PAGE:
As we kick off 2022 it’s only right that we start in the time-honoured fashion by sharing our Top 10 of the experience design trends that will be hot topics over the next 12 months. Our very best wishes for the new year and all the exciting challenges ahead.
- Being inclusive
We’re expecting to see more experience design agencies and their clients focusing on inclusive design. Gender identity is one area of focus, with more use of ‘they’ and options that go beyond ‘male’, ‘female’ or ‘prefer not to say’. Some people already note their chosen pronouns on their social media profiles. Gender neutral designs may also become more common, with less stereotypically ‘male’ or ‘female’ design tropes. Race, age, language, and cultural background also need to be considered if design is to be truly inclusive.
- Focusing on accessibility
Accessibility should be the cornerstone of good experience design but gets less attention than it should. The World Health Organisation reports that around 15% of the world’s population has a disability, so brands who don’t do enough are missing out on a significant audience. Expect more focus on built-in accessibility, rather than a box-ticking exercise late in the process. Ensuring that UX research participants include a diverse range of people early on will give teams the insights they need to create accessible (and inclusive) design. It’ll also lessen the risk of digital accessibility lawsuits, like those that have caught out Nike and Netflix amongst others.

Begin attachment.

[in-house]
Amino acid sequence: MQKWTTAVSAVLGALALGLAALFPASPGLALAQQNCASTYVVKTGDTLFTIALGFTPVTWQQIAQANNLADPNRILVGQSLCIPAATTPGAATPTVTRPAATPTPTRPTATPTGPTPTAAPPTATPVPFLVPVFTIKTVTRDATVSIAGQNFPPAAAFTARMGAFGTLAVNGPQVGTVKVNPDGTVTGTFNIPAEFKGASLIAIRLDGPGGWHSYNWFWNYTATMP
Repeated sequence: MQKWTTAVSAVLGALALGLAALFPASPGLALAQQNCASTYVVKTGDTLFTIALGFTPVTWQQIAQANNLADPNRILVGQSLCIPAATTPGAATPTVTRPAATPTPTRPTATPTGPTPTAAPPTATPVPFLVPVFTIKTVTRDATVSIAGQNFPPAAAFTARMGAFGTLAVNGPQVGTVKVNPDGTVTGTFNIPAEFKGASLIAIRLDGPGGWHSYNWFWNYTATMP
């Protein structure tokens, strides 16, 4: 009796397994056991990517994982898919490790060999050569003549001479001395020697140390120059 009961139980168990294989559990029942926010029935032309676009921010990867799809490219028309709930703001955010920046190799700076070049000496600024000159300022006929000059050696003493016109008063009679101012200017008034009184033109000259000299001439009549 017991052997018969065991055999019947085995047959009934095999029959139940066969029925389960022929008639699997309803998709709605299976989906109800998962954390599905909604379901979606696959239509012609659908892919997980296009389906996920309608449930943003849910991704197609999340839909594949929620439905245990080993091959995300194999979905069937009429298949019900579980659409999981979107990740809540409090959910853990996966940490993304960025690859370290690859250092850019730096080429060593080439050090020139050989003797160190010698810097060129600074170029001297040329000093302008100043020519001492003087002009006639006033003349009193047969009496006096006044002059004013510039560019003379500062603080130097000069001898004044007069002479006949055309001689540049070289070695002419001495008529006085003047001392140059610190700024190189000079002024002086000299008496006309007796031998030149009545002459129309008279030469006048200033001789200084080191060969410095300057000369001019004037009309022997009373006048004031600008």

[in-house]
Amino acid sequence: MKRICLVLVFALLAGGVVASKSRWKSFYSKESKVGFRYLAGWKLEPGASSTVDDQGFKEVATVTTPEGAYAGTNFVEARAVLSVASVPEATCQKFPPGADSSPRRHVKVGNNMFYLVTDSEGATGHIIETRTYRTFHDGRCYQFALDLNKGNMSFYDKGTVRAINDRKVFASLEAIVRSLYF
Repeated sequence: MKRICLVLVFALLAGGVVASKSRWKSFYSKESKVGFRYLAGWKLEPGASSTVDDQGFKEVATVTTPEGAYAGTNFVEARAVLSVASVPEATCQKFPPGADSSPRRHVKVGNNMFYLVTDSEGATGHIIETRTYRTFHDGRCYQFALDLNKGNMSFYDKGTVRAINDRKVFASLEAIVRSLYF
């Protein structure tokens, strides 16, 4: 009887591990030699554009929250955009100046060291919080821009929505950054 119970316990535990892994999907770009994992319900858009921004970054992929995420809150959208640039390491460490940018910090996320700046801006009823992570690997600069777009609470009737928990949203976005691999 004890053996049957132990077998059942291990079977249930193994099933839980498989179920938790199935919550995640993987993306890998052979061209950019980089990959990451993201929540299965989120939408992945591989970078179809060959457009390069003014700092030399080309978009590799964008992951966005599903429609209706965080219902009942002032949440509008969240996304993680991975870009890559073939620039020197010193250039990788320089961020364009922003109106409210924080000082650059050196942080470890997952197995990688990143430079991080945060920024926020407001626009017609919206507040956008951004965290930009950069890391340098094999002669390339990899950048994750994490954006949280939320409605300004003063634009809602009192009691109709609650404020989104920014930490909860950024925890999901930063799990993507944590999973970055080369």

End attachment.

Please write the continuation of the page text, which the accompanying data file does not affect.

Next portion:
- Building for bigger screens
For the past few years, the trend has been ‘mobile first’ as the use of smartphones soared across the world. Designers already create responsive layouts, but now there is such a huge variety of screen sizes, together with new developments like foldable phones, that a new approach is needed. Google has recently updated its Material design system and updated documentation with a view to helping designers adapting apps for larger screens. Device-agnostic is the new keyword, together with more use of column grids, layout containers and other elements.
- Designing systems
How can designers be more efficient, save time and ensure consistency? The answer is by creating a design system. Tools like Figma and Sketch mean it’s become much easier to put together a component library that can be used to build out a website. Decisions are made early in the process, and once the library has the seal of approval, workflow becomes quicker and it’s easier to maintain consistency and quality. Design systems still need to be maintained and it’s important that everyone from designers to clients are on board with the idea and understand how and why they are being used.
- Creating calm simplicity
It’s not surprising that there’s a yearning for simplicity when the last couple of years have been stressful and complicated for many of us. Black-and-white colour palettes are one manifestation of this trend, with subtle use of shadows and animation to give a fresh, modern look that isn’t too brutalist. Clear, untaxing UI is another. No one has the time or the mental energy to decode how to interact with a website or understand complicated data. In design terms it’s always worth taking a step back and thinking about whether a page can be simplified, giving the user a welcome break from information overload.